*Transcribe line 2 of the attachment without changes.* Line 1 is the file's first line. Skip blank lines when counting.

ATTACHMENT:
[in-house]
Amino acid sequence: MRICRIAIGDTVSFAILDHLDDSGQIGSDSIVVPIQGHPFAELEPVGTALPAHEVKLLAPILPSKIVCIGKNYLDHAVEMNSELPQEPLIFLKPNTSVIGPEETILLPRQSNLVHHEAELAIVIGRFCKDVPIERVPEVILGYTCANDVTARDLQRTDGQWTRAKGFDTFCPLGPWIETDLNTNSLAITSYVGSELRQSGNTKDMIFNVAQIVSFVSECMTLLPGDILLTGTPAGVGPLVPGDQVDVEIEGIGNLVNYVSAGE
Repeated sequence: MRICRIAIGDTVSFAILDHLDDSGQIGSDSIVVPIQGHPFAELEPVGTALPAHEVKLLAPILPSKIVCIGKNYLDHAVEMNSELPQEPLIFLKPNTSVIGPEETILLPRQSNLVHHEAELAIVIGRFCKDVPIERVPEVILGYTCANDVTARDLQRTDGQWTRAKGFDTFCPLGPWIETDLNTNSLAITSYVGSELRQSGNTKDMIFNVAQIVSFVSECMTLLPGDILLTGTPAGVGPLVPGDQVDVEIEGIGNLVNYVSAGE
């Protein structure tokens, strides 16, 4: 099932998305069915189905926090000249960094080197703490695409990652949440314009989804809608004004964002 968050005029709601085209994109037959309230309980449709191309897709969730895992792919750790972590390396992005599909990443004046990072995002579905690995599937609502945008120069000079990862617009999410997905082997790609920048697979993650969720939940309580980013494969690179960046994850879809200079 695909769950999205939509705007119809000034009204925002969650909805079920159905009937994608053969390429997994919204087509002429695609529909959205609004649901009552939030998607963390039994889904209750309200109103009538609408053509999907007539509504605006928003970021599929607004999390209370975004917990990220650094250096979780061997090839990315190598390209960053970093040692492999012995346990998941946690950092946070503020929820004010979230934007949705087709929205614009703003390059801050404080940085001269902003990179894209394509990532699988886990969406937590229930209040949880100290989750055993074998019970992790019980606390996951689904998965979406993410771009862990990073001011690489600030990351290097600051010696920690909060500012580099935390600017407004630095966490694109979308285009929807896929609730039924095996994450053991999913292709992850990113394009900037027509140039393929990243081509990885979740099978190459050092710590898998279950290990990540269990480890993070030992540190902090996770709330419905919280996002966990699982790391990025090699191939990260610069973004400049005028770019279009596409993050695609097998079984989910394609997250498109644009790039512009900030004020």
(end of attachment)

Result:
Amino acid sequence: MRICRIAIGDTVSFAILDHLDDSGQIGSDSIVVPIQGHPFAELEPVGTALPAHEVKLLAPILPSKIVCIGKNYLDHAVEMNSELPQEPLIFLKPNTSVIGPEETILLPRQSNLVHHEAELAIVIGRFCKDVPIERVPEVILGYTCANDVTARDLQRTDGQWTRAKGFDTFCPLGPWIETDLNTNSLAITSYVGSELRQSGNTKDMIFNVAQIVSFVSECMTLLPGDILLTGTPAGVGPLVPGDQVDVEIEGIGNLVNYVSAGE